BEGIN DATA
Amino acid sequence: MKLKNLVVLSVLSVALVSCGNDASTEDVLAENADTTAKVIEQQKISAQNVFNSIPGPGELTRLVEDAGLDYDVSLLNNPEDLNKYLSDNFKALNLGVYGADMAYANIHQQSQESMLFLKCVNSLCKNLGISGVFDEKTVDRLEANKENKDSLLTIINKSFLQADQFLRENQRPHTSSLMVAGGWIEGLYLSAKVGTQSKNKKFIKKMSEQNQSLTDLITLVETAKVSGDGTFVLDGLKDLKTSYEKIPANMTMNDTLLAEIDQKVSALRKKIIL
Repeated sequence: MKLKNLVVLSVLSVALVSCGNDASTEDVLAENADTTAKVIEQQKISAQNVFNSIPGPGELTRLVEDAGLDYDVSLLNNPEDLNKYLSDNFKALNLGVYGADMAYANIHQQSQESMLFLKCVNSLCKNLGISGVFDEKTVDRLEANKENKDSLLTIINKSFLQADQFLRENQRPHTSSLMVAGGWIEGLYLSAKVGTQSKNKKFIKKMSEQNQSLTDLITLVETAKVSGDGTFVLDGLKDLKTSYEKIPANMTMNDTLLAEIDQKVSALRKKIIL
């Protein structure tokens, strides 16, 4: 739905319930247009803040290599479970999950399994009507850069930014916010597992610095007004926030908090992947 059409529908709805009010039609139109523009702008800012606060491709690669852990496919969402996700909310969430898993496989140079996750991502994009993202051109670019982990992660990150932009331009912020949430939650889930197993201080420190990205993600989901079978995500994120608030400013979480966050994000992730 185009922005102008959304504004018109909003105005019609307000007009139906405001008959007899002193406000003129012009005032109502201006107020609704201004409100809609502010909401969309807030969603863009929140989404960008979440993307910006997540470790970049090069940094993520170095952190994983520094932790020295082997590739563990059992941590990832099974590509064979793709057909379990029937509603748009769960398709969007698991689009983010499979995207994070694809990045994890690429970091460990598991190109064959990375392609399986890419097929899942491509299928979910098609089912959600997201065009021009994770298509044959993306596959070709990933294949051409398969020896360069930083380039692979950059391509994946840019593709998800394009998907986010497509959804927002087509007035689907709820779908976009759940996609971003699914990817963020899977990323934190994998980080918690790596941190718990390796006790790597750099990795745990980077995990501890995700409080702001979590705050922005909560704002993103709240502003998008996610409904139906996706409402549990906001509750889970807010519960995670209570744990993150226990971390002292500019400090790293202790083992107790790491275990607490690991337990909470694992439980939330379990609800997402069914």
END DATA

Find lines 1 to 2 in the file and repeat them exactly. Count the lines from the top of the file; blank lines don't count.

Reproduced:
Amino acid sequence: MKLKNLVVLSVLSVALVSCGNDASTEDVLAENADTTAKVIEQQKISAQNVFNSIPGPGELTRLVEDAGLDYDVSLLNNPEDLNKYLSDNFKALNLGVYGADMAYANIHQQSQESMLFLKCVNSLCKNLGISGVFDEKTVDRLEANKENKDSLLTIINKSFLQADQFLRENQRPHTSSLMVAGGWIEGLYLSAKVGTQSKNKKFIKKMSEQNQSLTDLITLVETAKVSGDGTFVLDGLKDLKTSYEKIPANMTMNDTLLAEIDQKVSALRKKIIL
Repeated sequence: MKLKNLVVLSVLSVALVSCGNDASTEDVLAENADTTAKVIEQQKISAQNVFNSIPGPGELTRLVEDAGLDYDVSLLNNPEDLNKYLSDNFKALNLGVYGADMAYANIHQQSQESMLFLKCVNSLCKNLGISGVFDEKTVDRLEANKENKDSLLTIINKSFLQADQFLRENQRPHTSSLMVAGGWIEGLYLSAKVGTQSKNKKFIKKMSEQNQSLTDLITLVETAKVSGDGTFVLDGLKDLKTSYEKIPANMTMNDTLLAEIDQKVSALRKKIIL